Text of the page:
The only way for Japan's best pitcher to play in the U.S. is through a costly, complicated negotiation process. Will it work this time?
Plenty of big-time baseball players like Prince Fielder, Jose Reyes, and Albert Pujols have been or are still on the market this off-season. But no one has had teams and fans frothing at the mouth more than Yu Darvish. Bids for American major league baseball clubs to negotiate exclusively with the star Japanese pitcher concluded last week, and now fans are waiting to see where—if anywhere—he'll end up.
Baseball scribes have tracked the minutiae of Darvish's potential move from Japan to the U.S. for months. Even a picture of Texas Rangers general manager Jon Daniels scouting him in Japan this summer was enough to generate news.
The 6-foot-5 son of an Iranian father and Japanese mother has dominated hitters in Japan with surgical control and an arsenal of seven pitches. So much so that he's projected as a front-end starter in the majors and even earned comparisons to Pedro Martinez.
"I also heard he once defeated Godzilla with one arm tied behind his back. Well, not really, but that's the way his myth is starting to be built by the breathless coverage," wrote Toronto Sun columnist Raju Mudhar.
Darvish's agent Don Nomura tweeted Monday that an announcement by his client's club will be made tomorrow morning Japan time, which means the bid winner could be revealed as early as Monday evening in the U.S. Multiple teams have submitted bids, and the Toronto Blue Jays are rumored to be the front-runners. Darvish's team, the Nippon Ham Fighters, has until Tuesday 5 p.m Eastern to decide whether to accept the bid. Doing so would reveal the winning team and allow Darvish's camp to negotiate a deal within the posting rule's 30-day window.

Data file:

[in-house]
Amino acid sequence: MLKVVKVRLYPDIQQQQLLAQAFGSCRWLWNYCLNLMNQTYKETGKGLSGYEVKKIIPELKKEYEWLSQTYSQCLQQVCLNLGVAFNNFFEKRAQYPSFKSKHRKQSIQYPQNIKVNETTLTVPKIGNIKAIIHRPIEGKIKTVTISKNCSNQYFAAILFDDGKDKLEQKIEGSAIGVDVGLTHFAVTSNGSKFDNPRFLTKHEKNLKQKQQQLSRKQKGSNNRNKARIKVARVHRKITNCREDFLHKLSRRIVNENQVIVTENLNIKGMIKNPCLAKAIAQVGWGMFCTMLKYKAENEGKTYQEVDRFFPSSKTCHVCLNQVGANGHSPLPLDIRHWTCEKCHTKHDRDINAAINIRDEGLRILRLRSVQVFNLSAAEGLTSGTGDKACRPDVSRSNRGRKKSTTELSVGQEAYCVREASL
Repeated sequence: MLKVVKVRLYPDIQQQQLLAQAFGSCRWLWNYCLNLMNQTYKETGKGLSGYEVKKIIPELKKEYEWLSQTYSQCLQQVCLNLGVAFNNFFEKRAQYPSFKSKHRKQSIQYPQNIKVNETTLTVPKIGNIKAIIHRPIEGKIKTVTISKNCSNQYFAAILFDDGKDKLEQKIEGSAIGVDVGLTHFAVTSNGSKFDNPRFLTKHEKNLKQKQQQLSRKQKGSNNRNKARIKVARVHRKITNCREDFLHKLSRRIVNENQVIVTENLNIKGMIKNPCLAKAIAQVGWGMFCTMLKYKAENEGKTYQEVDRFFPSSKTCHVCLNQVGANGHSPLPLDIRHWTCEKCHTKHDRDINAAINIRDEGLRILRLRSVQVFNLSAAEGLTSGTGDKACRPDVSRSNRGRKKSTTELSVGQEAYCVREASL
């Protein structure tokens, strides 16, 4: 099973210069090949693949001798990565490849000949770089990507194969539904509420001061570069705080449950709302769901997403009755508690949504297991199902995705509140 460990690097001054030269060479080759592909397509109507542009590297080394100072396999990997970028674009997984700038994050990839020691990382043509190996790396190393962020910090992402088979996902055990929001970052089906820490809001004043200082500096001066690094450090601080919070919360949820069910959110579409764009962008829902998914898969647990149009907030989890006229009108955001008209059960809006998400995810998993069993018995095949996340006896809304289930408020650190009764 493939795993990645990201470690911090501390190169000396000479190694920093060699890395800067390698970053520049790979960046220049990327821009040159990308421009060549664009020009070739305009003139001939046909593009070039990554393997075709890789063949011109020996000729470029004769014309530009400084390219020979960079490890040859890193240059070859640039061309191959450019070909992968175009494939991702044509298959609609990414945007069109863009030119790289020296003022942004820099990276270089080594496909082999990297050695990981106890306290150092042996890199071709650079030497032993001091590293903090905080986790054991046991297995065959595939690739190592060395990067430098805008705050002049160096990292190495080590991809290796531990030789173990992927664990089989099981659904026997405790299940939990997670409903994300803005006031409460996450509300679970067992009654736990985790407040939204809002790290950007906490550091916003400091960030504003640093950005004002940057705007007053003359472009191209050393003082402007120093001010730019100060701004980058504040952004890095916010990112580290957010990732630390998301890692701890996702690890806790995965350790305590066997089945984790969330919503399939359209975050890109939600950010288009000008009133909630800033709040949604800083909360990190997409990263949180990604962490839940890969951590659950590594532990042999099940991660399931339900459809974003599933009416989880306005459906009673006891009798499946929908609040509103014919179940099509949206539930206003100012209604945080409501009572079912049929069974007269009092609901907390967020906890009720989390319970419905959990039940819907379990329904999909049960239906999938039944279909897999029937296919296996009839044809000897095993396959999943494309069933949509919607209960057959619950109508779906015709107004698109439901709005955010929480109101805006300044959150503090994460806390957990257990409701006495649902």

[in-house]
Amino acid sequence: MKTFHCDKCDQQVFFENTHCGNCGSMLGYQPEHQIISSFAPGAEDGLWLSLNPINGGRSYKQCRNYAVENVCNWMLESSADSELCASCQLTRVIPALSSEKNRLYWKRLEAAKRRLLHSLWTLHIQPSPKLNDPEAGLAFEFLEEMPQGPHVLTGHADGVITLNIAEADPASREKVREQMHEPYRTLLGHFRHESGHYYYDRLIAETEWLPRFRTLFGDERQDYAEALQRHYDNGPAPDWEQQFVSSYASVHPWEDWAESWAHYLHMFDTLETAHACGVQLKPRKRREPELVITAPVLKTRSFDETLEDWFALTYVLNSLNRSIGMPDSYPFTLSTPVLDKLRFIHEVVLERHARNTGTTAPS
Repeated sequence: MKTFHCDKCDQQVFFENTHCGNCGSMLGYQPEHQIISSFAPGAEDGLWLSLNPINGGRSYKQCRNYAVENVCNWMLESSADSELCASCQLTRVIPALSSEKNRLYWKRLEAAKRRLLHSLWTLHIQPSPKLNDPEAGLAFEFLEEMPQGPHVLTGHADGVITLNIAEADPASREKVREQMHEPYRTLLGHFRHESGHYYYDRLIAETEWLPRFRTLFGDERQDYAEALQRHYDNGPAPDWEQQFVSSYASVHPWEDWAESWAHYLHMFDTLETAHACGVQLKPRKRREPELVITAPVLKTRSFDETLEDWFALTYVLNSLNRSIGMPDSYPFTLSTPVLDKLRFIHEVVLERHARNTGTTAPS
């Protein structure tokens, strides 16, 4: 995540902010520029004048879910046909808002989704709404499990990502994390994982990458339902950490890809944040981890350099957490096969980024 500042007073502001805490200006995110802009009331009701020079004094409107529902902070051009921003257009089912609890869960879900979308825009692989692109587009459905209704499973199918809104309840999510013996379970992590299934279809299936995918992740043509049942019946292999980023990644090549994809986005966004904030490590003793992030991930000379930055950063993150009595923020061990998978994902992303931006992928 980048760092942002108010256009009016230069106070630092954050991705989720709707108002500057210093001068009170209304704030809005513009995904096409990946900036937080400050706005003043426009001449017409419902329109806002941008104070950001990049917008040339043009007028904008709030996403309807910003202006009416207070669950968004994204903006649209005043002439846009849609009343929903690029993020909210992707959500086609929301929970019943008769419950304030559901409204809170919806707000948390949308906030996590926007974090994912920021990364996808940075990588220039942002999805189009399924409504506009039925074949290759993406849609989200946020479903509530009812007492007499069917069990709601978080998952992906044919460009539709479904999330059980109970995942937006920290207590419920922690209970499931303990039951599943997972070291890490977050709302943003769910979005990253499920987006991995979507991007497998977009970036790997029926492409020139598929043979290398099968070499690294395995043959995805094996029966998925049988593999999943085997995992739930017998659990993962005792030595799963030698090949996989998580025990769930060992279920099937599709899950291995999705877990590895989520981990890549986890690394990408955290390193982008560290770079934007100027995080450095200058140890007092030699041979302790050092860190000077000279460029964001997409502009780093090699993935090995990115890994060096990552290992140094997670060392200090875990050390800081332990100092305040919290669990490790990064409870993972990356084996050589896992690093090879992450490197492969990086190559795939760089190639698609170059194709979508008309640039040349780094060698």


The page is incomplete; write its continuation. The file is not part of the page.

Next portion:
Can the two sides come to an agreement under the widely derided posting system?
Maybe not. Darvish's agent Nomura is no stranger to challenging the rules of U.S.-Japanese baseball relations. What's more, agents are criticizing the restrictive rules because of their limited bargaining power. And some major league clubs, burned by high salaries on an underperforming investment, are more cautious than ever to commit large sums to Japanese players who have yet to set foot in an American ballpark.
None of that bodes well for the 25-year-old Darvish, despite his ascension as one of the most coveted pitchers this off-season. Nomura, together with Arn Tellem, will represent the two-time Pacific League MVP, who has a 93-38 career record and 1.99 ERA over seven seasons in the Nippon Professional Baseball league.
But if last year's failed negotiations with the second-best pitcher in Japan (only to Darvish) and the Oakland Athletics are any indicator, it may be a difficult path.
The posting system was implemented in 1998 as a way for Japanese teams to receive compensation for players who have yet to become free agents but wish to sign with a major league team. It was adopted in part because Nomura found contract loopholes that allowed clients like Hideo Nomo and Alfonso Soriano to enter the majors by "retiring" from the NPB. And he continued to incense Japanese officials by arranging Hideki Irabu's transfer from the Chiba Lotte Marines to the New York Yankees instead of the San Diego Padres.
Players who had less than nine years of professional experience in Japan, like Ichiro Suzuki, Kei Igawa, and Matsuzaka, have come to the states through the system. But the system came under increased scrutiny in Japan last year when talks between Nomura's client Hisashi Iwakuma and the Athletics quickly degenerated. Oakland won negotiating rights after paying a $19.1 million posting fee to the right-hander's Tohoku Rakuten Golden Eagles. But the two sides were far apart in their expectations for what Iwakuma's salary should be. Nomura said the Athletics didn't budge from an initial offer of 4 years, $15.25 million. Iwakuma, an All-Star pitcher who won the 2008 Eiji Sawamura award - Japan's equivalent of the Cy Young - was slighted by the take-it-or-leave it offer. His agent said the Athletics' negotiations were "insincere," leading many in the Japanese media to speculate that Oakland made a bid to block rivals from signing Iwakuma.